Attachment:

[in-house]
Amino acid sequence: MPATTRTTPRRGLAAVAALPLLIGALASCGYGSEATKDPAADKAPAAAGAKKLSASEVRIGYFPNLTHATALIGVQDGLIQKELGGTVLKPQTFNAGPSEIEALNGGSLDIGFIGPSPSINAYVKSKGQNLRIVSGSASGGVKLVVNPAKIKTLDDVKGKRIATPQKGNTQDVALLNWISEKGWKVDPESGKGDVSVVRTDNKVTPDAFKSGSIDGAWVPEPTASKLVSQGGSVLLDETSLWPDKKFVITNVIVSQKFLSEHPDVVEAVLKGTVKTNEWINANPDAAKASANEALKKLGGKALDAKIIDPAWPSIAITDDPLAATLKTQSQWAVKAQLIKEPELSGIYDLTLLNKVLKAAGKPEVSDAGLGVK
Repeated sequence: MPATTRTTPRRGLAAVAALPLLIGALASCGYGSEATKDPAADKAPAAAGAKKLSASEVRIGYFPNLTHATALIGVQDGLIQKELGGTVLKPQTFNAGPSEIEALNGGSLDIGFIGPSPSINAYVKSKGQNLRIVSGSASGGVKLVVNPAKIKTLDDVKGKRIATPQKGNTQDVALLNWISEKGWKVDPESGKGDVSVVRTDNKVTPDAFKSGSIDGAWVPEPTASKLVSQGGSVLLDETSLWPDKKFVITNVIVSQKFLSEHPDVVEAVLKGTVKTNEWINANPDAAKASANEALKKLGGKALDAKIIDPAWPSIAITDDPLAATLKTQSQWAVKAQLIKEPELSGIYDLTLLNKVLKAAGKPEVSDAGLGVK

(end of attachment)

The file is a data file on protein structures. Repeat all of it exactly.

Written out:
[in-house]
Amino acid sequence: MPATTRTTPRRGLAAVAALPLLIGALASCGYGSEATKDPAADKAPAAAGAKKLSASEVRIGYFPNLTHATALIGVQDGLIQKELGGTVLKPQTFNAGPSEIEALNGGSLDIGFIGPSPSINAYVKSKGQNLRIVSGSASGGVKLVVNPAKIKTLDDVKGKRIATPQKGNTQDVALLNWISEKGWKVDPESGKGDVSVVRTDNKVTPDAFKSGSIDGAWVPEPTASKLVSQGGSVLLDETSLWPDKKFVITNVIVSQKFLSEHPDVVEAVLKGTVKTNEWINANPDAAKASANEALKKLGGKALDAKIIDPAWPSIAITDDPLAATLKTQSQWAVKAQLIKEPELSGIYDLTLLNKVLKAAGKPEVSDAGLGVK
Repeated sequence: MPATTRTTPRRGLAAVAALPLLIGALASCGYGSEATKDPAADKAPAAAGAKKLSASEVRIGYFPNLTHATALIGVQDGLIQKELGGTVLKPQTFNAGPSEIEALNGGSLDIGFIGPSPSINAYVKSKGQNLRIVSGSASGGVKLVVNPAKIKTLDDVKGKRIATPQKGNTQDVALLNWISEKGWKVDPESGKGDVSVVRTDNKVTPDAFKSGSIDGAWVPEPTASKLVSQGGSVLLDETSLWPDKKFVITNVIVSQKFLSEHPDVVEAVLKGTVKTNEWINANPDAAKASANEALKKLGGKALDAKIIDPAWPSIAITDDPLAATLKTQSQWAVKAQLIKEPELSGIYDLTLLNKVLKAAGKPEVSDAGLGVK